• While this can be useful, I feel that if you can, studying your materials on Lee in your target language and then simplified explanations for more detailed points also in your target language can be a little bit better.

  • So I don't want to say like you should Onley study things in your target language and nothing from your native language.

  • Because, of course, it's It can be helpful sometimes to look up a word or two, understand a grammar point in your native language.

  • But where possible.

  • If you can find something that provides simplified explanations in your target language, it can be really, really helpful, cause again, you're thinking you're learning to think on like a simpler on a more basic level about the language you're studying in the language that you're studying.

  • So this can be really, really good.

  • So finding some materials to use where there's no translation.

  • Maybe you can practice, of course, with with books and with written materials, but also with like video materials as well.

  • So there are a variety of different ways that you can, um, find materials in your target language.

  • Um, like in video and TV.

  • So some things to think about.

  • There are the level of vocabulary words people are using in the media content you're watching who the media content is intended for Children, young adults, adults.

  • Ah, the speed at which the speaker is talking.

  • So like I have the ability to change the level of difficulty of videos based on the rate of speech, the vocabulary words that I use and how many like idioms and things I use So I could make a video very difficult.

  • We could make a like a very difficult video.

  • Siri's by leveling up our vocabulary.

  • You, sir, by speaking very quickly, Or as you might see in like our English and three minutes Siri's, um, we can also use very simple vocabulary and speak in a low rate of speech.

  • So maybe right now this is a very intermediate level video, so please think about that.

  • So not just for written materials, but also for your audio and visual materials.

  • Think about, um, who your audience is, the level of the material and so on.

  • It can be really fun.

  • Uh, and it can be helpful to think about your your target language in your target language.

  • All right, we're almost there.

  • Study phrases.

  • In addition to single vocabulary, the next tip is study phrases in addition to single vocabulary words.

  • So, yes, of course, vocabulary is important.

  • But I find it personally very, very useful to look at how a vocabulary word is used in a phrase, because sometimes using it in a phrase, helps you understand the nuance of that vocabulary.

  • Word really, really well.

  • So if I like a word like crazy, for example in English, depending on the situation where the word crazy is used, it could mean something different.

  • It could mean like, ah, person who is mentally confused or mixed up.

  • It could also mean something really good.

  • It could mean something really bad.

  • So if we look on Lee at the word crazy, it's quite difficult to understand really the meaning of the word.

  • But if you look at the way the word is used in a phrase, you can get a lot more information.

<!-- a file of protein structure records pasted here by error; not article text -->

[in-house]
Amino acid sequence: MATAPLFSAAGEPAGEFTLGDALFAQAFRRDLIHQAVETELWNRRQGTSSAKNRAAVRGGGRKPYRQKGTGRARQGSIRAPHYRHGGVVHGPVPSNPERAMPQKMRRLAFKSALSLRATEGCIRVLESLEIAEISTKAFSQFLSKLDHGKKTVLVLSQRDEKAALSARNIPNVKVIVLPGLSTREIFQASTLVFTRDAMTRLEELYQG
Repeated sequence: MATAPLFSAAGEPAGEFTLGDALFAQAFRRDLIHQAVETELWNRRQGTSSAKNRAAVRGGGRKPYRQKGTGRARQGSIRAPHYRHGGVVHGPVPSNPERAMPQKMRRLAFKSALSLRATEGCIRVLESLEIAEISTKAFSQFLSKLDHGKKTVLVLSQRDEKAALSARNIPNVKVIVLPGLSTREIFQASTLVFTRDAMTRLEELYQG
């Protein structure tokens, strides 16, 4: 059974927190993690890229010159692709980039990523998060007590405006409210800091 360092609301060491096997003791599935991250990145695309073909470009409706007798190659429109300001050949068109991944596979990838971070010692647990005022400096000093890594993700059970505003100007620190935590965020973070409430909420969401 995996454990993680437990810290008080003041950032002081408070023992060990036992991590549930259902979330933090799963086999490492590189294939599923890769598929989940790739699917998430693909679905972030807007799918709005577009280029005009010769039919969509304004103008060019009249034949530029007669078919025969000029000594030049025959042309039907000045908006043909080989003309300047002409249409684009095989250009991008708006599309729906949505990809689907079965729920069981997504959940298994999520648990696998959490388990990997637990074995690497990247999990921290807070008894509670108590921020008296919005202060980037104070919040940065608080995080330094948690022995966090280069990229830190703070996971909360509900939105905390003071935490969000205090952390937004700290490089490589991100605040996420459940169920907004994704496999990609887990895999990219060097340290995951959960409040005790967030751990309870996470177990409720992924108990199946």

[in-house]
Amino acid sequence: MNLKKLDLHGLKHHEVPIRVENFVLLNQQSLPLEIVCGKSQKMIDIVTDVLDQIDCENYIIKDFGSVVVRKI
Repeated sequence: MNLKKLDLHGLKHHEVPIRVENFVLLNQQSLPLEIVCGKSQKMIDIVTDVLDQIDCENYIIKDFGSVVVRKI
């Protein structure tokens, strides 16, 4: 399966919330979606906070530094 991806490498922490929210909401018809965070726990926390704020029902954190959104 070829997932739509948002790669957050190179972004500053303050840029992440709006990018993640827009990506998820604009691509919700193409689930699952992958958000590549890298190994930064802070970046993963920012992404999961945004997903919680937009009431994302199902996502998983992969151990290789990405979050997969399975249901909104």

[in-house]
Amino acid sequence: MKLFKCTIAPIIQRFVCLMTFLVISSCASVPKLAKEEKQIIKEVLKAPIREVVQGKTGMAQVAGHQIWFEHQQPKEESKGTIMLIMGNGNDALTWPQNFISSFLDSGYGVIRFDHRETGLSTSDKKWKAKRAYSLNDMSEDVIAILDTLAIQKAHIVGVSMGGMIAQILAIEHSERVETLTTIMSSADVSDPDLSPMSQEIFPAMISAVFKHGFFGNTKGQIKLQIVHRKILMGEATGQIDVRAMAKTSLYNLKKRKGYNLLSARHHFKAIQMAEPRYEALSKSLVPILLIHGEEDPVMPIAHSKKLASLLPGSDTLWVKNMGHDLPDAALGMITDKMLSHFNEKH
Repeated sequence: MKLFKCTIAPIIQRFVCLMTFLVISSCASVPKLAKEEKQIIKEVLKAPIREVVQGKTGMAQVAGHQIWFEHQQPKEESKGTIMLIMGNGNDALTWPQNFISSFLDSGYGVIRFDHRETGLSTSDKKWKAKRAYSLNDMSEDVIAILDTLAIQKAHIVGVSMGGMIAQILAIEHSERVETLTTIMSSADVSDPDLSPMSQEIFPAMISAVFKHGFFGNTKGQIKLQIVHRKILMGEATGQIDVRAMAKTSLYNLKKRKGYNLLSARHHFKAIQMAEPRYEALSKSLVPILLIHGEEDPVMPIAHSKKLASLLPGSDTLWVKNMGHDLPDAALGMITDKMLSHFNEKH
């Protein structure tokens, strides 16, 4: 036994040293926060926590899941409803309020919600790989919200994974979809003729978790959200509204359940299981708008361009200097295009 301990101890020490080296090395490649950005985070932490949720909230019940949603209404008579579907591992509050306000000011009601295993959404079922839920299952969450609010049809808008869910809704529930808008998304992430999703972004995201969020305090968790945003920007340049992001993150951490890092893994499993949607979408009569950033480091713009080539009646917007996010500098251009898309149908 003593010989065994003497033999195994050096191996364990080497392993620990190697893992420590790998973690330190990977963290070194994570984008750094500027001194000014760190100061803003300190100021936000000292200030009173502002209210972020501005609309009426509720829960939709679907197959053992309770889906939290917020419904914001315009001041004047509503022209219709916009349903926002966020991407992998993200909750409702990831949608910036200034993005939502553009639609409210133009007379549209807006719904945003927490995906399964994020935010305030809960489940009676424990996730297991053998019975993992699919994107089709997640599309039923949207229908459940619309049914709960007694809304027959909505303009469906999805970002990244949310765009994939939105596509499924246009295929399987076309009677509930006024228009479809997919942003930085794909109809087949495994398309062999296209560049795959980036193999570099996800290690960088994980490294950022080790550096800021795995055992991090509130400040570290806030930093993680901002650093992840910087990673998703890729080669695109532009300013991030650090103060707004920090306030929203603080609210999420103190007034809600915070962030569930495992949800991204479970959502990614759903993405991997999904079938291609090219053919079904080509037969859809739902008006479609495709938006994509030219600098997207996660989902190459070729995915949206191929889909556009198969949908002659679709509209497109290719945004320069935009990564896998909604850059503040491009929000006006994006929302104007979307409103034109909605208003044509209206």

• So take a look at the way people use words in phrase is not just a single vocabulary words You can learn a lot more that way, I think.

  • Do your daily activities in English where possible.

  • The next step is to do your daily activities in your target language.

  • Eso If you're studying English, that means try to do some daily activities in English, if possible, So this can be very, very boring stuff.

  • But just think about it when you're doing the activity.

  • So, like, right now I'm filming a video for English class 11 dot com or I'm going to work.

  • I'm cooking breakfast.

  • I'm doing the laundry.

  • What do I have to do tomorrow?

  • So try thinking about your everyday life in English.

  • If you're studying English, try thinking about your everyday activities that people that you meet.

  • What are you doing?

  • So this is a way to help you practice your verbs.

  • So if you don't know if you're I don't know, you're doing something at work and you're like, Oh my gosh, how do I explain the What's the verb for?

  • You know, a picture like I want to bubble, but a picture.

  • What's the word?

  • You can check a dictionary.

  • At that point, it's dry.

  • I need to use the verb draw for Draw a picture so you can find these little gaps in your everyday life.

  • Thes little gaps in your knowledge If you think about your everyday activities in your target language, if you don't think about it in your target language, you might not realize you have vocabulary gaps or phrase gaps here in there.

  • So this is a really good and kind of funny actually way to study.

  • Use a learner's dictionary for new words.

  • The last tip is to use a learner's dictionary for new words.

  • So in English, there are learners, dictionaries available in English.

  • So my favorite, my personal favorite, is Merriam Webster.

  • Merriam Webster is a fantastic dictionary resource.

  • They're so interesting, and they have tons of, like, historical information.

  • I really do just sit in like rehab things on the dictionary page lately.

  • It's true.

  • But of course there's a definition.

  • There's a meaning for words.

  • Their example sentences for words.

  • But Merriam Webster also has what's called a learner's dictionary.

  • If you find a word that you don't recognize, you can check it in a dictionary in a learner's dictionary, and it gives you a simplified, a simple explanation in simple English.

  • Off that word So instead of checking it in your native language, you can check it in your target language.

  • So again, this helps you to understand the word, um, that you are that you're focused on.

  • But you understand it from, um, the language you're studying, not from your native language.

  • So using a learner's dictionary can be really, really useful as well.

  • All right, so those are 10 tips, those air 10 tips to help you stop translating in your head.